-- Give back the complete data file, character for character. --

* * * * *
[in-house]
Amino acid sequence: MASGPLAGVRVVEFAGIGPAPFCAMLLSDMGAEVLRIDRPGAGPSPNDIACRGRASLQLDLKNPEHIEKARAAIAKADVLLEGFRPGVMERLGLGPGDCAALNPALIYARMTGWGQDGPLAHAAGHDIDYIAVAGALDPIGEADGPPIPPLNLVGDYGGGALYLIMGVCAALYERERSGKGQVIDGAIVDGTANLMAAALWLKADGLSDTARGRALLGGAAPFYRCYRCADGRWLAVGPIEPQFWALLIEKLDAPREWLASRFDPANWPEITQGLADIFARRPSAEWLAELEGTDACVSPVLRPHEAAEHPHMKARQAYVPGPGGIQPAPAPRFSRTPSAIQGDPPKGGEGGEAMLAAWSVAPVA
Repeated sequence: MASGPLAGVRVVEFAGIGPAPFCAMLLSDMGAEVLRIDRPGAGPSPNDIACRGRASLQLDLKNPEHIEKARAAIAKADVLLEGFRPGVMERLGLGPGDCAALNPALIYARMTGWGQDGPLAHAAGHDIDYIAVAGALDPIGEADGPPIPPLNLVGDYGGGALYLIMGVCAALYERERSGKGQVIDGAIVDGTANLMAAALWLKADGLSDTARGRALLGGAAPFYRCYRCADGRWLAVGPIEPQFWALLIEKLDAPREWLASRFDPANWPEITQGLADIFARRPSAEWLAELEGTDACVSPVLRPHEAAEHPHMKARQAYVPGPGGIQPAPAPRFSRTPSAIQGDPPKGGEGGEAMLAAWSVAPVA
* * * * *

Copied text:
[in-house]
Amino acid sequence: MASGPLAGVRVVEFAGIGPAPFCAMLLSDMGAEVLRIDRPGAGPSPNDIACRGRASLQLDLKNPEHIEKARAAIAKADVLLEGFRPGVMERLGLGPGDCAALNPALIYARMTGWGQDGPLAHAAGHDIDYIAVAGALDPIGEADGPPIPPLNLVGDYGGGALYLIMGVCAALYERERSGKGQVIDGAIVDGTANLMAAALWLKADGLSDTARGRALLGGAAPFYRCYRCADGRWLAVGPIEPQFWALLIEKLDAPREWLASRFDPANWPEITQGLADIFARRPSAEWLAELEGTDACVSPVLRPHEAAEHPHMKARQAYVPGPGGIQPAPAPRFSRTPSAIQGDPPKGGEGGEAMLAAWSVAPVA
Repeated sequence: MASGPLAGVRVVEFAGIGPAPFCAMLLSDMGAEVLRIDRPGAGPSPNDIACRGRASLQLDLKNPEHIEKARAAIAKADVLLEGFRPGVMERLGLGPGDCAALNPALIYARMTGWGQDGPLAHAAGHDIDYIAVAGALDPIGEADGPPIPPLNLVGDYGGGALYLIMGVCAALYERERSGKGQVIDGAIVDGTANLMAAALWLKADGLSDTARGRALLGGAAPFYRCYRCADGRWLAVGPIEPQFWALLIEKLDAPREWLASRFDPANWPEITQGLADIFARRPSAEWLAELEGTDACVSPVLRPHEAAEHPHMKARQAYVPGPGGIQPAPAPRFSRTPSAIQGDPPKGGEGGEAMLAAWSVAPVA